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WINTER OLYMPICS : Notes : Blair Goes After More Gold in 1,000 Tonight

February 26, 1988|THOMAS BONK | Times Staff Writer

CALGARY, Canada — American Bonnie Blair won a gold medal in the 500 meters, her best speed-skating race, but she has a chance for another medal tonight in the women's 1,000 meters, which is her second-best event.

As usual, Blair's chief competition for medals in the 1,000 and the 1,500 that will be raced Saturday night are East German sprinters Karen Kania, Christa Rothenburger and Andrea Ehrig.

Blair is particularly concerned with Kania, the 5-foot 8-inch, 26-year-old world record-holder and defending Olympic champion, in both races.

"I remember the first time I skated behind her," Blair said. "I thought I was skating behind a male skater."

Kania is skating toward a record-breaking seventh Olympic gold medal. She is tied with the Soviet Union's Lidija Skoblikova.

Blair may be the only hope to keep East Germany from sweeping the medals in the two races. In two events skated so far, the 500 and the 3,000, East Germany took four of the six medals. The East Germans won 9 of the 12 medals in 1984 at Sarajevo, Yugoslavia.

"I've felt good on the ice ever since I've been here," Blair said. "Everything seems to be going pretty well. I think if I can skate to my best capabilities, I am hoping that medals can also be won in the 1,000 and the 1,500 as well.

"It's nice to be able to have (a gold medal), to be able to relax a little bit, but I still have two more races to concentrate on," she said. "And there will still be a little pressure I've put on myself."

What did Blair do with her gold medal?

"I gave it to the USOC to lock up," she said.

When two athletes from the Soviet Union left the Olympic Village before the Games had ended, speculation grew that something mysterious had happened to them.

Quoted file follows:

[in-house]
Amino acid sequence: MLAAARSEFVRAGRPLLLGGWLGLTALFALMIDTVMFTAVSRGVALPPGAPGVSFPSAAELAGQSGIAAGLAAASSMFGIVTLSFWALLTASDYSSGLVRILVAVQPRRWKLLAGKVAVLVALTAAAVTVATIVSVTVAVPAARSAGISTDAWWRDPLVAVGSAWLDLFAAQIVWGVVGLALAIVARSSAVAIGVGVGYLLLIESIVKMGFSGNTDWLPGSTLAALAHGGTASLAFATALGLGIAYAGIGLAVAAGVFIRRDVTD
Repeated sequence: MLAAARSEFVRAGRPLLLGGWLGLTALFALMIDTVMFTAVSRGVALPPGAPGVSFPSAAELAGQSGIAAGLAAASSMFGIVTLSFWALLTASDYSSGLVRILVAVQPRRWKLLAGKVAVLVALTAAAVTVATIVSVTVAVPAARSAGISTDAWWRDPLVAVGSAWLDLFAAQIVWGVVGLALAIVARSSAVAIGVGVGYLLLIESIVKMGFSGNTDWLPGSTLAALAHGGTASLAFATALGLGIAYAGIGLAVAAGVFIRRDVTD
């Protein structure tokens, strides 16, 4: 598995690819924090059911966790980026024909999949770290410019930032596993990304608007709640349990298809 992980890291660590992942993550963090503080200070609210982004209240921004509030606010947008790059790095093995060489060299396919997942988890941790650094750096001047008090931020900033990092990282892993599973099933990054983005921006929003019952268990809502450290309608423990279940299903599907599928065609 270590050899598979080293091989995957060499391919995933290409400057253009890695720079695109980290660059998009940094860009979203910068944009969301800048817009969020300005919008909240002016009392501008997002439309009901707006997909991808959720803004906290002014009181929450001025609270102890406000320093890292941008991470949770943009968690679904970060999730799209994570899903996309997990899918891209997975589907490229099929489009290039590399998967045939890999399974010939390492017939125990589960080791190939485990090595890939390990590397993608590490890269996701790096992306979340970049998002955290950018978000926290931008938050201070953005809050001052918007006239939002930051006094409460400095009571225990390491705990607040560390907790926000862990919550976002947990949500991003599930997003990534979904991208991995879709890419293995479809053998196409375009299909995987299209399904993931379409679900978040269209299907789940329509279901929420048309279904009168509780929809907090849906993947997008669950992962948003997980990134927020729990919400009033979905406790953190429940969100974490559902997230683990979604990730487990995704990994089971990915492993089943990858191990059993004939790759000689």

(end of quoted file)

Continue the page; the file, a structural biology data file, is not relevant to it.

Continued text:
Not true, a Soviet Union spokesman said Thursday.

Ski jumpers Eduard Subotch and Michael Yesin were withdrawn from the 70- and 90-meter events, a Soviet delegation spokesman said, because their training distances were low, the events were postponed by wind and they had to catch a plane.

Allar Levandi, team leader in the Nordic combined, had an upset stomach after his first jump and withdrew.

Aye, there's the rub: Olympic athletes have been flocking to the Tiger Balm Sports Massage Clinics. About 100 a day have had their muscles rubbed with the solution.

Journalists got their chance Thursday when the masseurs and masseuses visited the Main Press Center.

Gib Twyman of the Kansas City Star got his first massage.

"That was an Olympic moment for me," Twyman said.

Twyman's masseuse found a knot in his back that she said was probably caused by stress and carrying his briefcase and computer over his shoulder.

"The journalist of the future is probably going to be a donkey," Twyman said. "You've got to carry things around, and it's usually a fair hike between venues. By this time, we're all feeling pretty weary."

British reporter Malcolm Folley of the London Daily Express said the sentiment back home on Fleet Street toward ski jumper Eddie Edwards has evolved from curiosity into bemusement. "He's a bit of a fool, isn't he?" Folley asked.

Willie Gault, the U.S. bobsledder, said he spoke this week with two-time Summer Olympic gold medalist Edwin Moses and Moses told him he wants to try out for the bobsled team for the 1992 Winter Games.

"I'm not trying to recruit a team here," he said. "But Edwin says he does have an interest."

Times staff writer Randy Harvey contributed to this story.

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